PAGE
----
Dancing Deer Baking Company got off to a rocky start but that didn't stop the Boston-based baking company from placing the needs of the local community and a very special charitable cause on the same level as turning a profit.
The company got its start in the mid-1990s, when America was falling head over heels for gourmet coffee. To Dancing Dear founder Suzanne Lombardi, the rise of chains such as Starbucks created an opportunity for sales of high-quality baked goodies. After spending time with some artisanal roasters in California, she recalls, "I realized that the coffee craze was something that was going to come East."
So Lombardi rented a caterer's kitchen in the evenings where she could bake en masse, schlepping pots and pans to and fro each night, and delivering her all-natural baked goods to coffee shops at the crack of dawn. Understandably, this was a stressful way to run a business and, one day, she sought out Trish Karter and her husband Ayis Antoniou for advice. The pair did her one better and became angel investors, but a year and a half into the partnership Lombardi was still struggling.
Because she was running a one-woman show, Lombardi had accumulated a hefty pile of unprocessed CODs, she had no order processing system, and she had no one who could handle these crucial details while she worked her kitchen wizardry.
"We'd been funding her operating losses and I thought the investment was potentially threatened, even though the business had great promise, so I offered to jump in for what I thought would be three or four months," Karter recalls. "That was 14 years ago."
Karter became more involved in the business, eventually taking the helm as Dancing Deer's CEO. As she set out to professionalize the business and brand the as well as bringing her social values to bear on the way it operated. In 1998, despite shocked reactions from friends, she relocated headquarters to Roxbury, an area of Boston that at the time was notorious for gang violence. The location was the same price as a facility Karter had found in a suburban office park, but remaining in Boston proper allowed the company to keep its workforce. It was also "an opportunity to have a terrific impact on a neighborhood that needed something positive happening," she says.
As an extension of this attitude, the company frequently donated baked goods to local causes and initiatives, but soon it was inundated with requests, so Karter tried to focus Dancing Deer's philanthropic energy on a single cause. Now 35 percent of the sales from one of their product lines, called the Sweet Home Project, go to a scholarship for homeless mothers. The company just launched a study to see how much of their business comes from people who have a positive impression of them because of this project, but they already have some numbers that speak for themselves: that line consistently raises $50,000 a year for the scholarships. "Anybody can make a cookie," Karter says, "so we're always looking for ways for people to feel loyal to our cookies."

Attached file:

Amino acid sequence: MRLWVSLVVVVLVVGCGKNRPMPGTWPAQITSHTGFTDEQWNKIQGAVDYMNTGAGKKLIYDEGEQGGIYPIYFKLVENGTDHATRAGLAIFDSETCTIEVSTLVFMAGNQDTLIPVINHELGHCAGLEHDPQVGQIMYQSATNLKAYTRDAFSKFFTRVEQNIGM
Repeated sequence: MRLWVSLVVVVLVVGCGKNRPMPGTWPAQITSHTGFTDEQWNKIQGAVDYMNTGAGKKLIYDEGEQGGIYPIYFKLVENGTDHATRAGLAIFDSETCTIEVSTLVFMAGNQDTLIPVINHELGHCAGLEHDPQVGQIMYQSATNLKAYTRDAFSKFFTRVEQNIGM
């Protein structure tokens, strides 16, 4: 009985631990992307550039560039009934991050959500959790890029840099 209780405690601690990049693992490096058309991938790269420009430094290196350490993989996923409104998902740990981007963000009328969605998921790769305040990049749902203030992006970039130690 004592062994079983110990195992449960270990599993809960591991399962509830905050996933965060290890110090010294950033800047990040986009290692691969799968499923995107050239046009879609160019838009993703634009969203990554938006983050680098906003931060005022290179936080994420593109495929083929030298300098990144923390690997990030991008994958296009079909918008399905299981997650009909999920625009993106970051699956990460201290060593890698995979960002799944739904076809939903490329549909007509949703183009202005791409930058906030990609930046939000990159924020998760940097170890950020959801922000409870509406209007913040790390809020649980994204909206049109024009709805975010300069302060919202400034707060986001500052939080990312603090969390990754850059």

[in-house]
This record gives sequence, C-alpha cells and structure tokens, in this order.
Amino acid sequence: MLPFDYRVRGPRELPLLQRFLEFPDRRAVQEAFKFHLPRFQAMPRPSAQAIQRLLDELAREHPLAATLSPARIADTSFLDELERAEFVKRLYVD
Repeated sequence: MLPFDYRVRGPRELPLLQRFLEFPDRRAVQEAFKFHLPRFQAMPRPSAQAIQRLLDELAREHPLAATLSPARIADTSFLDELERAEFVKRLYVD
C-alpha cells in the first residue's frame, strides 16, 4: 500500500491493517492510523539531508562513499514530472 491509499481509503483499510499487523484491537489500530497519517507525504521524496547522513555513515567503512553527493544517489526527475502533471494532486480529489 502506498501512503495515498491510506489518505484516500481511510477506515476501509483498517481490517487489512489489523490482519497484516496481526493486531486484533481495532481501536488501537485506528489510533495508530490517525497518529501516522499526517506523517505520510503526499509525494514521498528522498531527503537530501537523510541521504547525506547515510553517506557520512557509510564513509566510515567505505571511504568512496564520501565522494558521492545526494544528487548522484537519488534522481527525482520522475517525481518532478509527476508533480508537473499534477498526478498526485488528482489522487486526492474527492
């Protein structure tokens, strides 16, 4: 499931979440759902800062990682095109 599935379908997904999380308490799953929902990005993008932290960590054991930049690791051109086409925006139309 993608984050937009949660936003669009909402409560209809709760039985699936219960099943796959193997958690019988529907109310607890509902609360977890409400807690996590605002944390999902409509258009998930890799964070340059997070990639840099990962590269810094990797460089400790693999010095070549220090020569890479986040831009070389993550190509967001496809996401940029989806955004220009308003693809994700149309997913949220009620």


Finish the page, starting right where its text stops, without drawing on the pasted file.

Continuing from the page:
It's easy to stay committed to your principles in good times, but when the economy went south, it hit Dancing Deer hard. Karter lost many large-order customers in the financial services industry. As a result, she was forced to seek additional funding. Taking on outside investors had a serious side effect: Karter's stake was diluted to the point that Dancing Deer no longer qualified as a woman-owned business.
Still, Karter was looking out for her employees, many of whom come from the local community. She says that a Massachusetts workshare program allowed her keep all her manufacturing workers with only a slight cut in pay. She adds that "every time I raised money and diluted myself, I reverse diluted the employees," who own 15 percent of the company.
Now Dancing Deer has some distribution deals in the works, including arrangements with a major airline and United Natural Foods, which distributes to 17,000 stores across the country. Karter hopes these and other strategic alterations will put the company back on track for growth but, ultimately, it's about more than that. She says, "if you're going to work this hard and give up this much, it's got to be more meaningful than just making a living."